'Dream Come True' For Tech Savvy French Artist Discovered By London, New York Galleries On Instagram
From Forbes — Words by Natasha Gural , May 30, 2019
With a focus on bold images and snappy #hashtags rather than meaty hyperlinks and pithy banter or political rants, Instagram has become a leading global platform for sharing fine art from world-class museums, galleries, art fairs, and city streets.
For Laurence de Valmy, sharing her own story-telling fine art on the rapidly expanding social network owned by Facebook was a paramount career breakthrough.
“Kahn Gallery, based in London and run by (fellow Frenchwoman) Geraldine Hassler spotted me on Instagram,” said de Valmy. “In December 2017, my work was being exhibited at SCOPE Miami with Azart Gallery in New York, and of course had posted about it. London-based Kahn Gallery was exhibiting at PULSE Miami and Geraldine Hassler spotted my work on Instagram.”
Hassler's team “was busy on her booth so she couldn't visit the others,” recalls de Valmy. “Instagram was the connection. She contacted me after the fairs and we've been working together since 2018.”
This year, SCOPE Miami Beach featured 140 international exhibitors from 25 countries and 60 cities, welcoming 60,000 visitors over six days. A year ago, Instagram broke the 1 billion user mark, and de Valmy has nearly 2,100 followers worldwide. Clearly, it’s a testament to her content and the admirers she attracts.
de Valmy’s work marries fine art and modern technology, highlighting the use of social media by artists. She was awarded an artist residency by the Eileen S. Kaminsky Family Foundation (ESKFF) at Mana Contemporary, a Jersey City, New Jersey, arts center devoted to contemporary visual and performing arts, in 2017 for her work on the POST series.
Her acclaimed POST series depicts fictional Instagram posts by famous artists. Think WWAWS (What would Andy Warhol say?) about his own work. No doubt he’d have embraced it as wildly as he’d have coyly critiqued its impact on society.
Indeed, last December, then-eight-year-old New York City public school third-grade student Michael Alexander visiting “Andy Warhol _ From A to B and Back Again’’ at the Whitney Museum of American Artwith his classmates observed how “Ethel Scull 36 Times” (1963), silkscreen ink and acrylic on linen, thirty-six equal-sized panels measuring 80 inches by 144 inches, “looks like Instagram or selfies.”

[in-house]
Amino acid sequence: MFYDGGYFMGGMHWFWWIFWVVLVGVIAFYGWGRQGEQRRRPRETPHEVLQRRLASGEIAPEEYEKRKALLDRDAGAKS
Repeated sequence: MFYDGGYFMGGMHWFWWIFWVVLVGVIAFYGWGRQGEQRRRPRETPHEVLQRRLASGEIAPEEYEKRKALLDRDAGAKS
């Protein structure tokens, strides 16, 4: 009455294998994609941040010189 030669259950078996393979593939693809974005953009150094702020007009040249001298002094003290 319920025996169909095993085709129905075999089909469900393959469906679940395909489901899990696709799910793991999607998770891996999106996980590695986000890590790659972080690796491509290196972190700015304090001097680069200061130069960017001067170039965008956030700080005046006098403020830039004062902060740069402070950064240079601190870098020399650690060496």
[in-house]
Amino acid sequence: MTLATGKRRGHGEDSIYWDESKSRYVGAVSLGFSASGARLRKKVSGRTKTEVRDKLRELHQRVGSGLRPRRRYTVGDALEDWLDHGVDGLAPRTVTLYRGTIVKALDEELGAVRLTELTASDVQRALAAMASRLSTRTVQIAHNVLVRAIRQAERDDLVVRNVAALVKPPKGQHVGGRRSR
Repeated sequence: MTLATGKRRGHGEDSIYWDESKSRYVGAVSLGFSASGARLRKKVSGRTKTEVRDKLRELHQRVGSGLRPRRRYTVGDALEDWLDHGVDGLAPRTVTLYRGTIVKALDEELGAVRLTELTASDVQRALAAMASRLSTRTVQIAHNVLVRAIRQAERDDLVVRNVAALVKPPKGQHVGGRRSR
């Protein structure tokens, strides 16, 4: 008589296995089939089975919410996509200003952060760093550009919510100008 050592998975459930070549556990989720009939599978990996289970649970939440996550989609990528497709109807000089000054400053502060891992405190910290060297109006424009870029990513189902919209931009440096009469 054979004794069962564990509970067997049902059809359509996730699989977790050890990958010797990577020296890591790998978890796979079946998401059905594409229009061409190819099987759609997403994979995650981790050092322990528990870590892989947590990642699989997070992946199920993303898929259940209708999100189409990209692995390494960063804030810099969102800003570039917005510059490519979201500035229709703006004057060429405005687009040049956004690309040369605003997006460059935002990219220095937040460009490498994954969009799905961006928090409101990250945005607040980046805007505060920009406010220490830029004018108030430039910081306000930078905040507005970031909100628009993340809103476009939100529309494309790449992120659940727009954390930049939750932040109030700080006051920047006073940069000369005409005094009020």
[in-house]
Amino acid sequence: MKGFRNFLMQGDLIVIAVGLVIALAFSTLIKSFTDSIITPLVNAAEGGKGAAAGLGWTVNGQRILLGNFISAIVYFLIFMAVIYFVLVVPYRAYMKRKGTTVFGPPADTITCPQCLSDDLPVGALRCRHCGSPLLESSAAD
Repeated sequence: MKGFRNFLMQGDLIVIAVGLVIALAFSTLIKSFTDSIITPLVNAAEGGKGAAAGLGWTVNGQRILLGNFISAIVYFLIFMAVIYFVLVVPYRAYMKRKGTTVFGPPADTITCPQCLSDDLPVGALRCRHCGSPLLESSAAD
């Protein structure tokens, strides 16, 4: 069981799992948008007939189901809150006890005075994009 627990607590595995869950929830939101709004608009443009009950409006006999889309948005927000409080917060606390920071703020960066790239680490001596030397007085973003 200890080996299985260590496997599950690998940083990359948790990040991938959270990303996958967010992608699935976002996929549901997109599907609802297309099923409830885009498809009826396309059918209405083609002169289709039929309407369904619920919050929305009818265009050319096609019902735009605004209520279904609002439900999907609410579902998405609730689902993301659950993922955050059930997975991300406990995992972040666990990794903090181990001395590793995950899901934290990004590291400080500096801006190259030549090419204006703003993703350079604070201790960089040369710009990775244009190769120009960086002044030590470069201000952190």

de Valmy blends her art history expertise and her painting skill to appropriate iconic artworks and share their (fictional, yet fact-based) stories, as if each master were using Instagram as a primary platform for promotion.
“Online presence in general, and social media in particular, has played a big role for me,” said de Valmy. “Firstly, as an inspiration, since I started to create the POST series, inspired by artists posting on Instagram, thinking that in a few years, art historians would probably look into the archives of Instagram. Then I got spotted by two of the galleries that I work with on Instagram, and through a Google search by the curators of the exhibition the BUNTE Art (in Munich, Germany) which led me to exhibit alongside Andy Warhol in the Museum of Urban and Contemporary Art in Munich in 2018. A dream come true.”
More recently, de Valmy was invited by the organizers of #MuseumWeek, the first worldwide cultural event on social networks, aimed at joining cultural institutions from across the world to boost “7 days, 7 themes, 7 hashtags”. Themes of this year’s sixth-annual #MuseumWeek included “the role of women in culture yesterday, today and tomorrow” to mark #WomenInCulture Day.
Word play is key for de Valmy, who builds her titles with (mostly) the first name of the artist and then either the person in the story or the subject of the painting. She delves into the intimate lives of the artists she chooses, seeking out obscure facts.
Her paintings have been selected to play a role in a series slated for release next year on an American premium cable and satellite television network starring an Academy Award-, Primetime Emmy Award-, and Golden Globe Award-winning actress.
de Valmy, who who lives and works in Philadelphia, is represented by Azart Gallery, Kahn Gallery, Michele Mariaud Gallery in New York, and Range of Arts in Honfleur, France, in Normandy. Born in the Democratic Republic of the Congo, she moved to France as a baby.
Her paintings are in private collections throughout Europe, the United States, and Asia, owned by: German billionaire publisher Hubert Burda; the Vinik Family Foundation, managed by Penny and Jeff Vinik; ESKFF; and others.
Read the article here: https://www.forbes.com/sites/natashagural/2019/05/30/dream-come-true-for-tech-savvy-french-artist-discovered-by-london-new-york-galleries-on-instagram/#73045ae51f80